There was the man wearing ripped jeans, a ripped t-shirt, construction boots and had a braid in his hair so long, he could sit on it.

There were the two preppie boys in their early 20’s who spent their time trying to one-up each other’s stories of frat parties.

There was the pregnant mother with the toddler who kept trying to lift up her mother’s dress and when she was continually thwarted by Mom, decided to ease her pain by showing everyone her underwear.

There was the gross couple with the woman who sneezed all over the forms on the entry table and her husband who had his hand inside his pants for most of the time he was in line, and then touched three or four forms on the table before selecting the one he really needed.

The DMV is people-watching at it’s best because the people are trapped.

We all have to be there and there is no escape.

Finally, it was my turn.

The woman took my paperwork and told me to take off my glasses.


“I said, take off your glasses.”

“Um, I’m legally blind without my glasses.”

“I just need to take your picture for your new license.”

“Without my glasses?”


“Ah…to make sure I’m not wearing a disguise or something?”

She was not amused.

Nor was I when I saw the picture.

“Are you happy with your picture?”

“No, but I don’t think I will ever be happy with my picture.”

She was not amused.

We took it again and I pretended to like this one better.

She processed my paperwork, took my check, ran it through the machine and gave me my receipt.

“It’ll just be a second while we wait for the license to come out.”

So, we stood there, looking at each other.

Then, she took my check and ran it through the machine again and gave me a new receipt.

“Um, you already did this.”

“What do you mean?”

I held up both receipts.  “You ran my check through twice.”

“Aw, shit,” she said, and I looked at Monkey Girl to see if she caught that and was going to lecture DMV lady, but she didn’t even raise an eyebrow.

She called over her supervisor who didn’t understand that she had processed the transaction twice.  He kept telling her it was no big deal that she ran the check through twice, and she kept trying to explain that her cash drawer wouldn’t zero out at closing because she ran the transaction through the computer twice…not just stamping the check in the machine.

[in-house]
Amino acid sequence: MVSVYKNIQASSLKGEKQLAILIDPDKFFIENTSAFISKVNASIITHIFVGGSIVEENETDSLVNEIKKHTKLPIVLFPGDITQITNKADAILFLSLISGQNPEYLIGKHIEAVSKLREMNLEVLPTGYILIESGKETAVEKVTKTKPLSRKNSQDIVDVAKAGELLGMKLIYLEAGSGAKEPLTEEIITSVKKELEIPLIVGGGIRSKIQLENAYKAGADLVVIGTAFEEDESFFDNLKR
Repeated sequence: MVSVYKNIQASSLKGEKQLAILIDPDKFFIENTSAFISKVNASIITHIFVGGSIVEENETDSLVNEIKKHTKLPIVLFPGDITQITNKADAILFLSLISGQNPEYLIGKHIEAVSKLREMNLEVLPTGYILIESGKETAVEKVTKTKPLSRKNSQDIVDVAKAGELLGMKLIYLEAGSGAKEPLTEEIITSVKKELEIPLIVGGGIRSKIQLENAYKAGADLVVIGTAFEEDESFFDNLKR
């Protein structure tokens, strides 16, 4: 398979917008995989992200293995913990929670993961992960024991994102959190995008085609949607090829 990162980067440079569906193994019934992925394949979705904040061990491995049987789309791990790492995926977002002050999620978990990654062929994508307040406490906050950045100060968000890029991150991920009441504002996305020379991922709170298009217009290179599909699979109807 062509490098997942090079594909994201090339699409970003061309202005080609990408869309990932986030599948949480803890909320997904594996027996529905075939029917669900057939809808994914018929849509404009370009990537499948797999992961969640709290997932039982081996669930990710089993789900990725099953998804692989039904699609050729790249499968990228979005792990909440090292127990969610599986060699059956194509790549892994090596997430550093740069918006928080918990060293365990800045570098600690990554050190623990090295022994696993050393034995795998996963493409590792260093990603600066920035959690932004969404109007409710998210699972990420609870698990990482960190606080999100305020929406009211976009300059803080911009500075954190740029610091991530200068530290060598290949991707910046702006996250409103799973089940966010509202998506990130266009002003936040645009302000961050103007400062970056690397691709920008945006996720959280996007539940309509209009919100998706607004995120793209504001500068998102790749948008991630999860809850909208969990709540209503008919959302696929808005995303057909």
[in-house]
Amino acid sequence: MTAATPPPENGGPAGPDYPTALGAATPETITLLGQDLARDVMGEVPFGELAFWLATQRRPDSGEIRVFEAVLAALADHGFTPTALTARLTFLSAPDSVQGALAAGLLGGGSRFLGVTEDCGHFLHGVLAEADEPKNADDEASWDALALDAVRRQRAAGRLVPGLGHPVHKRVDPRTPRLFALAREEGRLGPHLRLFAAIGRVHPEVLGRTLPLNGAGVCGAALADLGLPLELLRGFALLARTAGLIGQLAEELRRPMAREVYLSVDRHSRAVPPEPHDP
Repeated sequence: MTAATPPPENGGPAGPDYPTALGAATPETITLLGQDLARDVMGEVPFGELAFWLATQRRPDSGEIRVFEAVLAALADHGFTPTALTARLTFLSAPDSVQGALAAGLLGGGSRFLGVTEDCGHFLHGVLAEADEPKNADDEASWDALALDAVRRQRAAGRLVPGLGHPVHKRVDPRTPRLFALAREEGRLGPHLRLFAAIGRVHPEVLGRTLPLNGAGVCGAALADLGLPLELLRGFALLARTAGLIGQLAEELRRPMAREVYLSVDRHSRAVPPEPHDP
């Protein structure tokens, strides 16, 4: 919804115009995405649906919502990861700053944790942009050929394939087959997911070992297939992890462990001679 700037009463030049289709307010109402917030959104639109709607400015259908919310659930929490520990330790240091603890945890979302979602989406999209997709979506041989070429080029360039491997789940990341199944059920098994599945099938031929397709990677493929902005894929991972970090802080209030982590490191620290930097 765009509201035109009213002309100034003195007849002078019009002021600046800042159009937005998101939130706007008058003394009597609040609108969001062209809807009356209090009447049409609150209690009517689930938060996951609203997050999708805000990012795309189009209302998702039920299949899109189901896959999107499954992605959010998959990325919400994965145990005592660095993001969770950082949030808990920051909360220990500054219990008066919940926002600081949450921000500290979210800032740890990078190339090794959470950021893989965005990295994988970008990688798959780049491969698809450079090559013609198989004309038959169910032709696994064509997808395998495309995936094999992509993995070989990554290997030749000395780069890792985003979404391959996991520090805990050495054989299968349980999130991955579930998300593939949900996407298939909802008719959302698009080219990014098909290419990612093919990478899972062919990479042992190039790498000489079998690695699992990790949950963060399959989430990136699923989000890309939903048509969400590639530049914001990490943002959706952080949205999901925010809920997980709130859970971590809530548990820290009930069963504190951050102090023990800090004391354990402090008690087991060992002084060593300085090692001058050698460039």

When he finally got it, he said he needed to get the instructions on how to void a transaction.

“Can I go?” I asked.

“Yes,” he said.  “No,” she said.

I stayed.

Ten minutes later, we were free to go, and, as it turns out, there was absolutely no reason that I should have had to stand there for the extra ten minutes but for my fear of this woman.

We walked out, got in the car and as we started to drive out of the parking lot, we were almost sideswiped by someone driving a little red car.

Terrible driver.

But I hear she’s an excellent parallel parker.

June 5, 2013

The Cry It Out Diaries

Filed under: Uncategorized — Amy @ 6:00 am

A few weeks ago, I wrote about our struggles with Tiny.

After we spent those three days in the hospital, he forgot how to put himself to sleep.

The little guy who used to say “Night Night, Mama” and roll over and go to sleep suddenly had to be put in the crib fast asleep or else no one was sleeping.

I knew what we had to do, but I didn’t want to.

We went to the doctor for a regular check-up and I explained what was going on and she said, “You need to let him cry it out.  He’s a smart boy and he’s a stubborn boy.”

Basically, she said he was playing us.

“Yeah, but he stands there and cries and I think he gets stuck and doesn’t know how to get back to laying down.”

She narrowed her eyes and looked at me.  “Amy…have you ever seen him stand and then sit in the crib?”

“Yes,” I answered, avoiding her gaze.

“He knows how to get down.  He’s choosing not to because he wants you to do things his way.  No 2 year old is going to stand up in his crib all night.  Eventually, he will have enough and he will lay down and go to sleep.”

I got home and told Real Man what she said and he said, “You knew that’s what she was going to say.  So, tonight?”

I agreed.  That night.

So, at bedtime, we went through the normal bedtime routine, and I’ll be damned if that little boy didn’t fall asleep in my arms while I was singing to him.

AND went through the transition from rocker to crib without waking up.

So…plans were postponed until the next night when he did exactly what I thought he’d do.

Snuggled in during singing and then when I put him in the crib, he popped up like a Jack in the Box and said “No, Mama!  No, Mama!”

I said, “Night, night sweetie.  I’ll see you in the morning,” and closed the door.

He. Wasn’t. Having. It.

So, first there were tears.  Tears and tears and tears.

It killed me, but I held strong.

After about four hours, I turned to Real Man and said, “I gotta go get him.”

Real Man said, “Amy…it’s been 7 minutes.”


So, I waited another 23 minutes and then I followed the doctors advice and went to his bedroom door…didn’t open it, just stood outside…and said “Tiny, it’s time for sleeping.  You need to lay down and go to sleep.”